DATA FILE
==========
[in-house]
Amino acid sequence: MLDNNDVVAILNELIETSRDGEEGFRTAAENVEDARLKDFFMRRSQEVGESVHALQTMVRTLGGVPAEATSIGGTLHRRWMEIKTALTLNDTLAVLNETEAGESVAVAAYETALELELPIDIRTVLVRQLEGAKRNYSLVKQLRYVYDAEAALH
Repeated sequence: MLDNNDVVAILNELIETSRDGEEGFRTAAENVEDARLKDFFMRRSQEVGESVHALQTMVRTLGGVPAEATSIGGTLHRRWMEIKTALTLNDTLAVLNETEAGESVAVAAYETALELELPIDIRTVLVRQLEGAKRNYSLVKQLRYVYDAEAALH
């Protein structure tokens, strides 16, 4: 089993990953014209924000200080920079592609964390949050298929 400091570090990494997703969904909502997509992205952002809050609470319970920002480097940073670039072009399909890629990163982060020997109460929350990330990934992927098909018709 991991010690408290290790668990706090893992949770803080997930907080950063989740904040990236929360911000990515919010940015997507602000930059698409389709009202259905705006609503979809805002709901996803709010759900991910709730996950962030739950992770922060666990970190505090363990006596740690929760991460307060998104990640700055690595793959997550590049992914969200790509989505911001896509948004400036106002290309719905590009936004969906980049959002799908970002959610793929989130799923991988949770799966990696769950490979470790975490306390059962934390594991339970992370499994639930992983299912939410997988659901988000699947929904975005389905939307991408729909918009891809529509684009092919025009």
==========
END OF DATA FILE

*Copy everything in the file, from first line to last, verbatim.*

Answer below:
[in-house]
Amino acid sequence: MLDNNDVVAILNELIETSRDGEEGFRTAAENVEDARLKDFFMRRSQEVGESVHALQTMVRTLGGVPAEATSIGGTLHRRWMEIKTALTLNDTLAVLNETEAGESVAVAAYETALELELPIDIRTVLVRQLEGAKRNYSLVKQLRYVYDAEAALH
Repeated sequence: MLDNNDVVAILNELIETSRDGEEGFRTAAENVEDARLKDFFMRRSQEVGESVHALQTMVRTLGGVPAEATSIGGTLHRRWMEIKTALTLNDTLAVLNETEAGESVAVAAYETALELELPIDIRTVLVRQLEGAKRNYSLVKQLRYVYDAEAALH
């Protein structure tokens, strides 16, 4: 089993990953014209924000200080920079592609964390949050298929 400091570090990494997703969904909502997509992205952002809050609470319970920002480097940073670039072009399909890629990163982060020997109460929350990330990934992927098909018709 991991010690408290290790668990706090893992949770803080997930907080950063989740904040990236929360911000990515919010940015997507602000930059698409389709009202259905705006609503979809805002709901996803709010759900991910709730996950962030739950992770922060666990970190505090363990006596740690929760991460307060998104990640700055690595793959997550590049992914969200790509989505911001896509948004400036106002290309719905590009936004969906980049959002799908970002959610793929989130799923991988949770799966990696769950490979470790975490306390059962934390594991339970992370499994639930992983299912939410997988659901988000699947929904975005389905939307991408729909918009891809529509684009092919025009």